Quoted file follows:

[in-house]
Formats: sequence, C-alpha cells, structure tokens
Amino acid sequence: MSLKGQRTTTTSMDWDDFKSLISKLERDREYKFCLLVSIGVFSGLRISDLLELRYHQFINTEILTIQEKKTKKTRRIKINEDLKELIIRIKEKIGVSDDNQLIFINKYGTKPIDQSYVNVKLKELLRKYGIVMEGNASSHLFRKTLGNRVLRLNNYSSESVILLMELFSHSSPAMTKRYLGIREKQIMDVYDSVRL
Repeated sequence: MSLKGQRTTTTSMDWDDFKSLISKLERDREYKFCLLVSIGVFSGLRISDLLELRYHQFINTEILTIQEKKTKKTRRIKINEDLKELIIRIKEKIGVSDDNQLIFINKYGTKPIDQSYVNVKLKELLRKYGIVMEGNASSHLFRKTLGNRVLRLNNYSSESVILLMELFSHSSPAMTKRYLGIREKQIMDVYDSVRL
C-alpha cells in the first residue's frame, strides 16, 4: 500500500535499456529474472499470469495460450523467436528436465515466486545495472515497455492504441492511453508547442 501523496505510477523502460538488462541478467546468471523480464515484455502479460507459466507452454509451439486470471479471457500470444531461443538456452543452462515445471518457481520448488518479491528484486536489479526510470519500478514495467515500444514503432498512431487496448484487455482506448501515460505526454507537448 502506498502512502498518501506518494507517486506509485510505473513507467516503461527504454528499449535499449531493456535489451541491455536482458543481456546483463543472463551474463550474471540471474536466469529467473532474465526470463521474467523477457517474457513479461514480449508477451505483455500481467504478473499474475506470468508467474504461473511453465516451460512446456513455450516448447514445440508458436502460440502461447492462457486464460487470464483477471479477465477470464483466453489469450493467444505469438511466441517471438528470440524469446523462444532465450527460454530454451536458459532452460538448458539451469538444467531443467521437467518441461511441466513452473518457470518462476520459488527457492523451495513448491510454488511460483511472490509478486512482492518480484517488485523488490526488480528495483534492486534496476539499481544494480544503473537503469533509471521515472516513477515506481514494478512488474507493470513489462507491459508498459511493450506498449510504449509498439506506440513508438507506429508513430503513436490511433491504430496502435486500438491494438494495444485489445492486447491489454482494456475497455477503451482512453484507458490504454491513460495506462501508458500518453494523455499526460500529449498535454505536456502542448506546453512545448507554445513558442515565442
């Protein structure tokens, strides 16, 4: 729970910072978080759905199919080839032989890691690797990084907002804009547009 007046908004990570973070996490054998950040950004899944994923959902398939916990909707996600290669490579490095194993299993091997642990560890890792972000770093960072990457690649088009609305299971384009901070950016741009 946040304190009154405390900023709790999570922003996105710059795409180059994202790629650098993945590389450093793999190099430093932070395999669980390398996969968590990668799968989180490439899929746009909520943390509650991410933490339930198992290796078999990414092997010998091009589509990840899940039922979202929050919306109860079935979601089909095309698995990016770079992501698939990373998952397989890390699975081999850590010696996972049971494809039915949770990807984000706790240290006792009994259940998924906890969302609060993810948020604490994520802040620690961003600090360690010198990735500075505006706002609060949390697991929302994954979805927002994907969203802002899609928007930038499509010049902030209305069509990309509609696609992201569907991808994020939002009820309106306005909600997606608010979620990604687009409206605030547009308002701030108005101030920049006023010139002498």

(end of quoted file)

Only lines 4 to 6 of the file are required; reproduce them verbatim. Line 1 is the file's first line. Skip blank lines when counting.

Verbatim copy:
Repeated sequence: MSLKGQRTTTTSMDWDDFKSLISKLERDREYKFCLLVSIGVFSGLRISDLLELRYHQFINTEILTIQEKKTKKTRRIKINEDLKELIIRIKEKIGVSDDNQLIFINKYGTKPIDQSYVNVKLKELLRKYGIVMEGNASSHLFRKTLGNRVLRLNNYSSESVILLMELFSHSSPAMTKRYLGIREKQIMDVYDSVRL
C-alpha cells in the first residue's frame, strides 16, 4: 500500500535499456529474472499470469495460450523467436528436465515466486545495472515497455492504441492511453508547442 501523496505510477523502460538488462541478467546468471523480464515484455502479460507459466507452454509451439486470471479471457500470444531461443538456452543452462515445471518457481520448488518479491528484486536489479526510470519500478514495467515500444514503432498512431487496448484487455482506448501515460505526454507537448 502506498502512502498518501506518494507517486506509485510505473513507467516503461527504454528499449535499449531493456535489451541491455536482458543481456546483463543472463551474463550474471540471474536466469529467473532474465526470463521474467523477457517474457513479461514480449508477451505483455500481467504478473499474475506470468508467474504461473511453465516451460512446456513455450516448447514445440508458436502460440502461447492462457486464460487470464483477471479477465477470464483466453489469450493467444505469438511466441517471438528470440524469446523462444532465450527460454530454451536458459532452460538448458539451469538444467531443467521437467518441461511441466513452473518457470518462476520459488527457492523451495513448491510454488511460483511472490509478486512482492518480484517488485523488490526488480528495483534492486534496476539499481544494480544503473537503469533509471521515472516513477515506481514494478512488474507493470513489462507491459508498459511493450506498449510504449509498439506506440513508438507506429508513430503513436490511433491504430496502435486500438491494438494495444485489445492486447491489454482494456475497455477503451482512453484507458490504454491513460495506462501508458500518453494523455499526460500529449498535454505536456502542448506546453512545448507554445513558442515565442
């Protein structure tokens, strides 16, 4: 729970910072978080759905199919080839032989890691690797990084907002804009547009 007046908004990570973070996490054998950040950004899944994923959902398939916990909707996600290669490579490095194993299993091997642990560890890792972000770093960072990457690649088009609305299971384009901070950016741009 946040304190009154405390900023709790999570922003996105710059795409180059994202790629650098993945590389450093793999190099430093932070395999669980390398996969968590990668799968989180490439899929746009909520943390509650991410933490339930198992290796078999990414092997010998091009589509990840899940039922979202929050919306109860079935979601089909095309698995990016770079992501698939990373998952397989890390699975081999850590010696996972049971494809039915949770990807984000706790240290006792009994259940998924906890969302609060993810948020604490994520802040620690961003600090360690010198990735500075505006706002609060949390697991929302994954979805927002994907969203802002899609928007930038499509010049902030209305069509990309509609696609992201569907991808994020939002009820309106306005909600997606608010979620990604687009409206605030547009308002701030108005101030920049006023010139002498």